“It is early evening, the moon full,” she writes. “If you close your eyes, you can remember the 50 million buffalo — the single largest migratory herd in the world. The pounding of their hooves would vibrate the Earth, make the grass grow.

“There were once 250 species of grass. Today the buffalo are gone, replaced by 28 million cattle, which require grain, water, and hay. Many of the fields are now in a single GMO crop, full of so many pesticides that the monarch butterflies are dying off. But in my memory, the old world remains.”

So the monarch is also part of the protest, part of the movement, with its drumbeat reverberating across the planet. The tribal peoples of Earth are making their voices heard in so many ways. Their mission is to reconnect the modern world with the circle of life — a circle that much of humanity left behind maybe ten millennia ago, in pursuit of the Agricultural Revolution and dominion over nature. In the process, we’ve succeeded in changing the climate and, perhaps, establishing a troubling new geological epoch. Now it’s time to rethink “progress.”

Building another pipeline is its antithesis.

More articles by:

Robert Koehler is a Chicago award-winning journalist and editor.

Weekend Edition
January 18, 2019
Friday - Sunday
Melvin Goodman
Star Wars Revisited: One More Nightmare From Trump
John Davis
“Weather Terrorism:” a National Emergency
Jeffrey St. Clair
Roaming Charges: Sometimes an Establishment Hack is Just What You Need
Joshua Frank
Montana Public Schools Block Pro-LGBTQ Websites
Louisa Willcox
Sky Bears, Earth Bears: Finding and Losing True North
Robert Fisk
Bernie Sanders, Israel and the Middle East
Robert Fantina
Pompeo, the U.S. and Iran
David Rosen
The Biden Band-Aid: Will Democrats Contain the Insurgency?
Nick Pemberton
Human Trafficking Should Be Illegal
Steve Early - Suzanne Gordon
Did Donald Get The Memo? Trump’s VA Secretary Denounces ‘Veteran as Victim’ Stereotyping
Andrew Levine
The Tulsi Gabbard Factor
John W. Whitehead
The Danger Within: Border Patrol is Turning America into a Constitution-Free Zone
Dana E. Abizaid
Kafka’s Grave: a Pilgrimage in Prague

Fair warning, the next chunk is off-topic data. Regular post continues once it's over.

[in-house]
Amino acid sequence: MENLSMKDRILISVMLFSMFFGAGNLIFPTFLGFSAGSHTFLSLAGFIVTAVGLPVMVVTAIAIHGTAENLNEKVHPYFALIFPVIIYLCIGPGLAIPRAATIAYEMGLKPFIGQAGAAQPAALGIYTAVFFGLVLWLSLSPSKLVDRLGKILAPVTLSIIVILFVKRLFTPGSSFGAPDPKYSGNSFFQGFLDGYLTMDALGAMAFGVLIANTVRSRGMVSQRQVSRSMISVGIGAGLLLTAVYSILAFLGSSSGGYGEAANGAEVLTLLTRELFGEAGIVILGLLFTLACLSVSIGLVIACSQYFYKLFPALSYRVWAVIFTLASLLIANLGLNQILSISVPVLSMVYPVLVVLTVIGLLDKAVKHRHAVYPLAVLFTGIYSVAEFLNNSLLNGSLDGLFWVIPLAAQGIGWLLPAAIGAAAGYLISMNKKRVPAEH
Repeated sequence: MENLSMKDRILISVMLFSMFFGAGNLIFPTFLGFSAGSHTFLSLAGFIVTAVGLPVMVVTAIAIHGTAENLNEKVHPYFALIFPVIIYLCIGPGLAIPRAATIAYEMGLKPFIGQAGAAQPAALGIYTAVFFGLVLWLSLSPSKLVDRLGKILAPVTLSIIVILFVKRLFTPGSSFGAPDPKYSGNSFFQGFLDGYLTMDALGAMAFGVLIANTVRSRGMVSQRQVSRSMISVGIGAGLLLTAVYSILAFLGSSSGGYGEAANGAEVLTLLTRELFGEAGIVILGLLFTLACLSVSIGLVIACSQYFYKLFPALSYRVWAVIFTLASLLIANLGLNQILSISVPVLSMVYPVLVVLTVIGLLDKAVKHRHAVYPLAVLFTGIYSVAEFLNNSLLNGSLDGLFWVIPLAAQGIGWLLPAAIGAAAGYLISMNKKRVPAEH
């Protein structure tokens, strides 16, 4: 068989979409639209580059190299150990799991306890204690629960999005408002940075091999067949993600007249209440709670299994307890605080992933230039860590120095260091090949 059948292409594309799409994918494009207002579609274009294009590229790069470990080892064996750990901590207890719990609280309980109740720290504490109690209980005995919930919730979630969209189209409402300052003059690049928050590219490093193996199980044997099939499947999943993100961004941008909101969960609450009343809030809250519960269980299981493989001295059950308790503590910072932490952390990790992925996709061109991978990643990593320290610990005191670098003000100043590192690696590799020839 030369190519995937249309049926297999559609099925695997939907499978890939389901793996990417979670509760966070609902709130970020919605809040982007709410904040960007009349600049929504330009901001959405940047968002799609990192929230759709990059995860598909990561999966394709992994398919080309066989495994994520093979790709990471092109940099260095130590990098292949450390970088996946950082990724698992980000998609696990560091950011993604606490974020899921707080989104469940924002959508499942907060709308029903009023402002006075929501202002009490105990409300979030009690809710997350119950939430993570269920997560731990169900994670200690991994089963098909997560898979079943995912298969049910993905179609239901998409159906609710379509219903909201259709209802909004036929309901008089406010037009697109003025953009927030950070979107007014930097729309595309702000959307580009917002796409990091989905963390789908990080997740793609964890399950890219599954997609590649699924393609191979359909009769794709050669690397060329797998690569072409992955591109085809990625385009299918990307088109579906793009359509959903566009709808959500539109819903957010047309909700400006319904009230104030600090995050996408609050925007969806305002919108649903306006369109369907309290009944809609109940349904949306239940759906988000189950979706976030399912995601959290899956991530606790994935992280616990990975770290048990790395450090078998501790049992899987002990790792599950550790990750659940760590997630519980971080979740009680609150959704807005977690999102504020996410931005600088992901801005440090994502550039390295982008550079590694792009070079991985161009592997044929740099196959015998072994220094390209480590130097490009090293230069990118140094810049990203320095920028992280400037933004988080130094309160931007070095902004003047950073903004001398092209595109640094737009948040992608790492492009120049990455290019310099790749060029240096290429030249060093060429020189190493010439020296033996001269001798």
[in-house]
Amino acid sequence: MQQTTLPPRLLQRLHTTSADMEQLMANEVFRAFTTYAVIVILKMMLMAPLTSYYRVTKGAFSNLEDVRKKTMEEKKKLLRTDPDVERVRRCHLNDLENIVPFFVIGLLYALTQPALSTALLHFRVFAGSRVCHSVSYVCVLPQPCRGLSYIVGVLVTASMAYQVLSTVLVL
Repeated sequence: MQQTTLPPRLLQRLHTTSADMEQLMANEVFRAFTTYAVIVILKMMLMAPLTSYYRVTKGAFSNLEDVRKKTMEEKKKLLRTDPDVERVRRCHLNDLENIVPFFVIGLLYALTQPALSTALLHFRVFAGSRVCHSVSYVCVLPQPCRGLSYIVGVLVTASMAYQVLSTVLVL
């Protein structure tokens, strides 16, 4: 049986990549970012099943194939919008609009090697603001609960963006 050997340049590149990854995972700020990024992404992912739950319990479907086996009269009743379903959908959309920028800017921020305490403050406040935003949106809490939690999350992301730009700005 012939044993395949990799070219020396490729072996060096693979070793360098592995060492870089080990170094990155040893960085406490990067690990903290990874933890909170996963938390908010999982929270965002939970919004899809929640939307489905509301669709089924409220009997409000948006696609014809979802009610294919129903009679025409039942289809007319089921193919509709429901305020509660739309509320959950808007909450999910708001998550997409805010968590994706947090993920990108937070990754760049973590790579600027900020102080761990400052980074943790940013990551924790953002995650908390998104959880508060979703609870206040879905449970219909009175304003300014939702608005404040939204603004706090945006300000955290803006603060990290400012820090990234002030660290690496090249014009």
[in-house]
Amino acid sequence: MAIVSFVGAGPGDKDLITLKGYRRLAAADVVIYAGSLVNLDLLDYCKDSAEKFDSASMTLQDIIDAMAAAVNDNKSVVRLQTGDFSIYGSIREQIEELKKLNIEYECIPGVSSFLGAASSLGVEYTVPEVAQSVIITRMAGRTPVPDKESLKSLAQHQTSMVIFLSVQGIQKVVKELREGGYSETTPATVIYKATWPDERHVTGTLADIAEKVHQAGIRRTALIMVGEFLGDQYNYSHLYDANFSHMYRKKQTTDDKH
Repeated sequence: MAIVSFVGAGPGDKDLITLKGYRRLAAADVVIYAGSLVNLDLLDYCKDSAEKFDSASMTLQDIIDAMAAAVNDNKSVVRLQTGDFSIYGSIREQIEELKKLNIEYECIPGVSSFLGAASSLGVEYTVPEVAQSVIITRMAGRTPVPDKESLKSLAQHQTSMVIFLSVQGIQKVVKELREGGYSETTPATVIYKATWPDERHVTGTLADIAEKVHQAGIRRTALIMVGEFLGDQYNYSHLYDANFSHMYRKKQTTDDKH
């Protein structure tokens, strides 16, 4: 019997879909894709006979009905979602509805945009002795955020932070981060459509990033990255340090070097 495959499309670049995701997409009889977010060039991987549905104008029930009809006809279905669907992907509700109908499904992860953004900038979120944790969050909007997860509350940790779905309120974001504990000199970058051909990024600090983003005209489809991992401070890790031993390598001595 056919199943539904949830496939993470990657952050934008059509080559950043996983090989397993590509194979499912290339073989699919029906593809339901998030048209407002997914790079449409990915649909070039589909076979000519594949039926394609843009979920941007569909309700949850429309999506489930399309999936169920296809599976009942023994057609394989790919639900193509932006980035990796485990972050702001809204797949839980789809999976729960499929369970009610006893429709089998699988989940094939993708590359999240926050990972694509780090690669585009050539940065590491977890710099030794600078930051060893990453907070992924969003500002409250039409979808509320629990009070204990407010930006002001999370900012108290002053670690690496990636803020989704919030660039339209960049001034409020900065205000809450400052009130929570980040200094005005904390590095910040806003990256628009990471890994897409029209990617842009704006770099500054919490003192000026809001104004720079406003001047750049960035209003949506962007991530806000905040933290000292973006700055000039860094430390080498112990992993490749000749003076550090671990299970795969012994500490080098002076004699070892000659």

Rebecca Lee
Punishment Through Humiliation: Justice For Sexual Assault Survivors
Dahr Jamail
A Planet in Crisis: The Heat’s On Us
John Feffer
Trump Punts on Syria: The Forever War is Far From Over
Dave Lindorff
Shut Down the War Machine!
Glenn Sacks
LA Teachers’ Strike: Student Voices of the Los Angeles Education Revolt  
Mark Ashwill
The Metamorphosis of International Students Into Honorary US Nationalists: a View from Viet Nam
Ramzy Baroud
The Moral Travesty of Israel Seeking Arab, Iranian Money for its Alleged Nakba
Ron Jacobs
Allen Ginsberg Takes a Trip
Jake Johnston
Haiti by the Numbers
Binoy Kampmark
No-Confidence Survivor: Theresa May and Brexit
Victor Grossman
Red Flowers for Rosa and Karl
Cesar Chelala
President Donald Trump’s “Magical Realism”
Christopher Brauchli
An Education in Fraud
Paul Bentley
The Death Penalty for Canada’s Foreign Policy?
David Swanson
Top 10 Reasons Not to Love NATO
Louis Proyect
Breaking the Left’s Gay Taboo
Kani Xulam
A Saudi Teen and Freedom’s Shining Moment
Ralph Nader
Bar Barr or Regret this Dictatorial Attorney General
Jessicah Pierre
A Dream Deferred: MLK’s Dream of Economic Justice is Far From Reality
Edward J. Martin
Glossip v. Gross, the Eighth Amendment and the Torture Court of the United States
Chuck Collins
Shutdown Expands the Ranks of the “Underwater Nation”
Paul Edwards
War Whores
Peter Crowley
Outsourcing Still Affects Us: This and AI Worker Displacement Need Not be Inevitable
Alycee Lane
Trump’s Federal Government Shutdown and Unpaid Dishwashers
Martha Rosenberg
New Questions About Ritual Slaughter as Belgium Bans the Practice
Nicky Reid
Panarchy as Full Spectrum Intersectionality
Jill Richardson
Hollywood’s Fat Shaming is Getting Old
Nyla Ali Khan
A Woman’s Wide Sphere of Influence Within Folklore and Social Practices
Richard Klin
Dial Israel: Amos Oz, 1939-2018
David Rovics
Of Triggers and Bullets
David Yearsley
Bass on Top: the Genius of Paul Chambers
Elliot Sperber
Eddie Spaghetti’s Alphabet
FacebookTwitterGoogle+RedditEmail